25 health IT data points on EHRs, MU, mHealth and big data

Here are 25 statistics, data points and key numbers to know about the health IT industry.

This article has been adapted and updated from a previous Becker's Hospital Review article called "100 healthcare statistics to know."

1. The Council for Affordable Quality Healthcare estimates the healthcare industry can save about $8.1 billion annually, including $6.7 billion in savings for healthcare providers and $1.4 billion for health plans each year, through additional conversions from manual to electronic transactions.

2. In 2012, paper-based claims submissions cost the healthcare system $2.58 each while electronic claims submissions only cost the healthcare system $0.54 each.

3. In 2013, 59 percent of non-federal acute-care hospitals in the U.S. had adopted at least a basic EHR system, according to the ONC, a 34 percent increase over 2012.

4. A majority of physicians — 83 percent — report they are using EHRs, according to a Medscape survey.

5. Since 2011, CMS has paid out almost $25 billion in incentive payments for the adoption and use of EHRs to hospitals and physicians.

6. By 2013, 89 percent of critical access hospitals had installed full or partial EHRs, although many CAHs did not meet the meaningful use criteria.

7. The EHR market is estimated to reach $9.3 billion annually by the end of 2015, and will likely continue to grow until at least 2018, according to a report from Kalorama Information.

8. The number of jobs for EHR technicians is expected to grow 22 percent, from 186,300 to 227,400 positions, between 2012 and 2022, according to a report from the U.S. Department of Labor.

9. A recent survey found a majority of patients — 83 percent — expect hospitals to use EHRs, but only 53 percent said they trust the safety and security of the software.

10. Physicians are less likely than the nursing staff to be confident in their organization's ability to navigate meaningful use, according to a study in BMC Medical Informatics and Decision Making. Only 28.4 percent of physicians indicated confidence, while 47.1 percent of nurses reported confidence.

11. As of Jan. 1, approximately 257,000 eligible professionals faced a 1 percent Medicare payment adjustment for failing to meet meaningful use requirements. Approximately 28,000 eligible professionals will see a 2 percent reimbursement adjustment for failing to meet both meaningful use and the Electronic Prescribing Incentive Program.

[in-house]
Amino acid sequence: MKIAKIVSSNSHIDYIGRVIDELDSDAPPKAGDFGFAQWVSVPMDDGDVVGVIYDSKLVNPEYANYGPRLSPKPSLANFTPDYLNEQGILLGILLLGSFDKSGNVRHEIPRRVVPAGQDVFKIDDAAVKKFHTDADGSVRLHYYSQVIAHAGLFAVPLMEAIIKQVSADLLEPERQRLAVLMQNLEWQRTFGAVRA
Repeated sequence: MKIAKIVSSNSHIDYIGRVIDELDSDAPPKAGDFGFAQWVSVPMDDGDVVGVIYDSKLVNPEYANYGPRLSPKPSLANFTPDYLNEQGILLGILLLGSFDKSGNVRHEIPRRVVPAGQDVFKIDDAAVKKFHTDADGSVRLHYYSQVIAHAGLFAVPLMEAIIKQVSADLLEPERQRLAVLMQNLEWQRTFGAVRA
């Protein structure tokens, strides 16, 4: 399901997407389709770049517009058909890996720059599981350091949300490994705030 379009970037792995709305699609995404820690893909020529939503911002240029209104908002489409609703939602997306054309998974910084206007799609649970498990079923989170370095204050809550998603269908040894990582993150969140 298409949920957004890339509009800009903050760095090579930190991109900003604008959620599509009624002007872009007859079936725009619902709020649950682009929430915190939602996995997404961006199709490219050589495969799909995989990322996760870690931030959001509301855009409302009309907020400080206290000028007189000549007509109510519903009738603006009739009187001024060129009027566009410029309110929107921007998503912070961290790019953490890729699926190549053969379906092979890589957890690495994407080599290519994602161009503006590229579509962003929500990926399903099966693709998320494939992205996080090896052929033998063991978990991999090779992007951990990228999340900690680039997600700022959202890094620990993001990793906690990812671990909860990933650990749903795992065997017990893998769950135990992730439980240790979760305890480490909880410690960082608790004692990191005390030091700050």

12. When patients are given control over who can access their data, approximately one half opted to restrict access for their healthcare providers, found a study in the Journal of General Internal Medicine.

13. The global mHealth market is expected to be worth approximately $49.1 billion by 2020, growing at a compound annual growth rate of 49.7 percent.

14. Nearly half of physicians — 48 percent — used mHealth to determine medication interactions, followed by 27 percent for diagnosis tools and 19 percent to access EHRs, according to a MedData group study.

15. More than one-third of physicians reported recommending an mHealth app to patients within the last year, and 47 percent have used their own devices to show patients images, according to a Manhattan Research survey.

16. Almost two-thirds of nurses (65 percent), said they use mobile devices, social media and online references for professional purposes, according to a Wolters Kluwer Health survey analysis.

17. Nearly 75 percent of adults do not use any mHealth apps and fitness tracking devices, according to a TechnologyAdvice survey of more than 900 adults.

18. Out of 600 of the most commonly used mHealth apps, less than one-third (30.5 percent) have a privacy policy, according to a study in the Journal of American Medical Informatics Association.

19. Only 100 of the approximately 100,000 mHealth apps available — or 0.1 percent — are FDA-approved, according to a report in the New England Journal of Medicine.

20. Digital health funding had a record year in 2014, totaling $4.1 billion, according to Rock Health. Last year's funding totals surpassed digital health funding of the previous three years combined.

21. The largest data breach in 2014 compromised Franklin, Tenn.-based Community Health Systems security and has affected roughly 4.5 million people.

22. One half of healthcare organizations will experience up to five cyber attacks in one year by 2015, predicts IDC Health Insights.

23. By 2020, 80 percent of healthcare data is expected to pass through the cloud, as providers increasingly use the cloud for data collection, aggregation, analytics and decision-making, according to IDC Health Insights.

24. IDC Health Insights also predicts 65 percent of healthcare interactions will be mobile by 2018.

25. Forty-two percent of data will remain unprotected by 2020, ICD Health Insights projects.

More articles on health IT:

5 recent vendor contracts, go-lives
10 notable CIO moves in 2014
Georgia Tech to launch healthcare big data research lab

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